Covid-19 has triggered a transition towards a remote workforce across the globe. Along with the new work practices comes a variety of security challenges. In the new norm, business is being done over home internet service providers (ISPs), with unmanaged routers and printers with home automation systems in the background. This is leading to new security threats. Traditional security measures that have been used daily for years cannot protect a fully remote staff without adaptation. Let’s have a look at how corporates are dealing with this transition and ensuing security:
Structuring work from home policies
To begin with, businesses are working to put in place more structured work from home (WFH) policies to ensure the security of client data. As per NASSCOM companies have sought permission from their clients for enabling work from home and built internal crack teams to manage security and privacy.
Security of virtual private network (VPN)
Companies are now looking to secure data by deploying Virtual Private Network (VPN), which provides much more security as compared to home Wi-Fi network. A corporate VPN offers organisations the opportunity to provide their employees access to a secure end-to end encrypted connection to cloud resources on a company network. Moreover, enterprises are turning towards Secure Sockets Layer (SSL) VPN, which is more secure than the traditional VPN, to remotely access important network resources and connect remote users to corporate resources. On the other hand, companies which have its employees work on home networks are putting in place the basic checks by its Information Technology (IT) teams. For instance, telephonic guidance is provided to secure home routers, installation of anti virus software’s etc. Companies are also making arrangements to pay any excess bandwidth.
Internal training, educating employees
Internal training has become a part of the work routine in the new normal. Companies are putting in place security protocols relating to not sharing of passwords, shredding of printed documents, not creating back-ups, and not using unsecured networks. Companies are also hiring external organisations to educate the employees on cyber security besides conducting virtual IT audits.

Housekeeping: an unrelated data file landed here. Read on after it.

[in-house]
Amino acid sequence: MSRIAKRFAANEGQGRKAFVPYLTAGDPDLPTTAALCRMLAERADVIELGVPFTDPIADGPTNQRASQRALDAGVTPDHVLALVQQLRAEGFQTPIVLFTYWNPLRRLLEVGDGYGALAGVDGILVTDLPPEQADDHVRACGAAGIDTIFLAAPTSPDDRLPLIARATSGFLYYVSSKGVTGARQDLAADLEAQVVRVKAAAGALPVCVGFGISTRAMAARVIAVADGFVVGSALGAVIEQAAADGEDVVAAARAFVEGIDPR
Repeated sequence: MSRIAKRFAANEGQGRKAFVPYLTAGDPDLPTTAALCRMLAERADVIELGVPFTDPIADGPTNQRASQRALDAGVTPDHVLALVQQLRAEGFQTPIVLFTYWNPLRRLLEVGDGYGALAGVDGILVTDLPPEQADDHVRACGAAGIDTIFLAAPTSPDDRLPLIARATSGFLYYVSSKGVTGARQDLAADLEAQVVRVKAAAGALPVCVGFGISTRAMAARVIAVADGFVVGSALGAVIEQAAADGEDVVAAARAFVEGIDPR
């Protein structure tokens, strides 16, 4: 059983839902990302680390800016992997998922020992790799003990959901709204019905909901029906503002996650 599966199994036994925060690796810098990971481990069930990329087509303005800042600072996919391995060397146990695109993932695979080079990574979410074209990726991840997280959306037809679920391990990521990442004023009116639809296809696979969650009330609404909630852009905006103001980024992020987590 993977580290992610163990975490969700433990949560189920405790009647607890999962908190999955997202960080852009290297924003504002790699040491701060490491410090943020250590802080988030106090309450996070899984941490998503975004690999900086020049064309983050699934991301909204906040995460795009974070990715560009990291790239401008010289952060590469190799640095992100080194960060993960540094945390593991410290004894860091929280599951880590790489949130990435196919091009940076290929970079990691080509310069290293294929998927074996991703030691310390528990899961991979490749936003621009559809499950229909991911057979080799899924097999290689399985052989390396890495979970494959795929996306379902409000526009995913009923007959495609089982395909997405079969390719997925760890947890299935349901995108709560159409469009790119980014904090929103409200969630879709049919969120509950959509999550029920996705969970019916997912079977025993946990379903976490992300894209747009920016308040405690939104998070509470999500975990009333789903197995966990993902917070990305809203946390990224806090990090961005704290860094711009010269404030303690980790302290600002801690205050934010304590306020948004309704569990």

Security of cloud-based or SaaS applications
As the majority of businesses are operating on Software-as-a-Service (SaaS) applications, companies are working towards making these tools secure, especially as data moves from corporate offices to the cloud to home offices and then back to the cloud again. Though SaaS applications come with an in-built security system, companies are hiring independent organisations that help them protect their applications by regularly scanning their various settings for security issues.
Companies are putting in place security protocols relating to not sharing of passwords, shredding of printed documents, not creating back-ups, and not using unsecured networks.
Storage and data backup
Remote working has led to increase in companies adopting cloud-based data storage or backup methods. All your data on the remote laptops/devices is migrated automatically to a cloud server like Amazon S3, Back blaze, Microsoft Azure or Google storage and then synced to the organisation data centres, ensuring complete protection.